The human body needs tiny amounts of the mineral iodine throughout life to prevent the development of goiter and other thyroid conditions and to prevent low IQs and more severe mental retardation in the form of cretinism (characterized by physical stunting). Until recently, these iodine-deficiency disorders have been especially prevalent in rural China, where 400 million people live in areas that lack iodine in the environment. At one time, UNICEF stated that half the Chinese babies born each year were 10-15 IQ points lower than the national average because of iodine deficiency.
Recognizing the profound effect that this nutrient deficiency had on the Chinese population, officials began to provide iodine injections to people in iodine-deprived areas during the 1980s. This program could not offset the effect of rising consumption of cheaper, non-iodized salt, which entered the Chinese market in the 1990s, during liberalization toward private enterprise. Beginning in 1993, the Chinese government began to institute a program that included reviving a national salt monopoly, (made up of approved salt operators who produced iodized salt) fixing salt prices to ensure profitability, and criminalizing the sale of private salt. According to a New York Times article, "[f]ive years ago, only a third of the Chinese population, then 1.2 billion, consumed iodized salt. ...Today, more than 90% of Chinese eat iodized salt." And goiter and other signs of iodine deficiency hve disappeared among China's young.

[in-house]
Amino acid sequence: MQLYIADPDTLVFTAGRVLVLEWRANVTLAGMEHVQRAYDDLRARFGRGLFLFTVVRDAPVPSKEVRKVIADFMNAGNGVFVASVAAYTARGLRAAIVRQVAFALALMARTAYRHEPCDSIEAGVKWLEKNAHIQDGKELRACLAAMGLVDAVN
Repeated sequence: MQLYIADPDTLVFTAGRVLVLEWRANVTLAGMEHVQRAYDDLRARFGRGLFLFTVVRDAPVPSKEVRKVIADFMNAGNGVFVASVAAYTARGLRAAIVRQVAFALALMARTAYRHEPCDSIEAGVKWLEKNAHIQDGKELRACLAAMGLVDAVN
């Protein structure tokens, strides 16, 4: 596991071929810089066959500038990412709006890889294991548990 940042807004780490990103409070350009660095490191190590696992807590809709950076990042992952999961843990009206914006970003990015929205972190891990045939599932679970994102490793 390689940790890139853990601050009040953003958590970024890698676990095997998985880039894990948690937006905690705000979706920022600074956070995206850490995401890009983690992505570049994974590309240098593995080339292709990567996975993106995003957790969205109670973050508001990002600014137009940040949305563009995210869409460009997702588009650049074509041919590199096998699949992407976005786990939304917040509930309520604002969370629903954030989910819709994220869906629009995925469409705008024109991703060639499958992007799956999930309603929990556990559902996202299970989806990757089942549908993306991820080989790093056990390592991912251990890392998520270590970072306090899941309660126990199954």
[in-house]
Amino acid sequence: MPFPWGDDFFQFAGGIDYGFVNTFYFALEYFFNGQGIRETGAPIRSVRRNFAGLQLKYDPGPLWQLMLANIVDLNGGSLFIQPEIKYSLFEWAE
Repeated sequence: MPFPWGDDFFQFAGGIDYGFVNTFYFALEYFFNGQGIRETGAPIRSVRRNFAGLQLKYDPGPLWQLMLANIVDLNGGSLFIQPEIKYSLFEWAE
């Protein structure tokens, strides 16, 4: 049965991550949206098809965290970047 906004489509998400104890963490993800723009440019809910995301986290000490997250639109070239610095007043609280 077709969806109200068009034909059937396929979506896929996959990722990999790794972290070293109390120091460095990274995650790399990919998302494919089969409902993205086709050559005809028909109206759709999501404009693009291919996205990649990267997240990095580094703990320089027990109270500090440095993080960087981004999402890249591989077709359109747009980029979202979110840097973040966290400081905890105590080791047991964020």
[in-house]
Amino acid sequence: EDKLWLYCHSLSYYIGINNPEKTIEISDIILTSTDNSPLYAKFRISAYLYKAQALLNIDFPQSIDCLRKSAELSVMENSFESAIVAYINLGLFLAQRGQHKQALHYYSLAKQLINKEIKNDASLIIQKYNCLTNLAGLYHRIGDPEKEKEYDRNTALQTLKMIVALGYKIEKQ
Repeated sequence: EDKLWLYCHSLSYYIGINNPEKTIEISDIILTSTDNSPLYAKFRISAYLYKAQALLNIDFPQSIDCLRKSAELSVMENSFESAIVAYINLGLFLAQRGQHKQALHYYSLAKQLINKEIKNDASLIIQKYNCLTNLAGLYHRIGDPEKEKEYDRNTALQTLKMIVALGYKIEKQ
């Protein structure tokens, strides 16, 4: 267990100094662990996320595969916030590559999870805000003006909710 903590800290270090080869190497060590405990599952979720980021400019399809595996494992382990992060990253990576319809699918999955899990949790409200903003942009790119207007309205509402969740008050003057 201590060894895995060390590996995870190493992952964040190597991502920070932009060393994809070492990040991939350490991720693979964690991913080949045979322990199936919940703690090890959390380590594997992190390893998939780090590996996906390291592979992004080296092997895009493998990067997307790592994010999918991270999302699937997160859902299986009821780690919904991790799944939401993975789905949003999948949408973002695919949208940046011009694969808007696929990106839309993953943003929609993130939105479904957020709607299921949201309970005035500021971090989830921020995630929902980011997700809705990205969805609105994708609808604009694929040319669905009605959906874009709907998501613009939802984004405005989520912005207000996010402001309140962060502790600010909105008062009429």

"China Uses Monopoly and Central Planning to Battle Iodine Ills" by Leslie Chang. The Wall Street Journal, June 20, 2001.
COPYRIGHT 2001 The Townsend Letter Group
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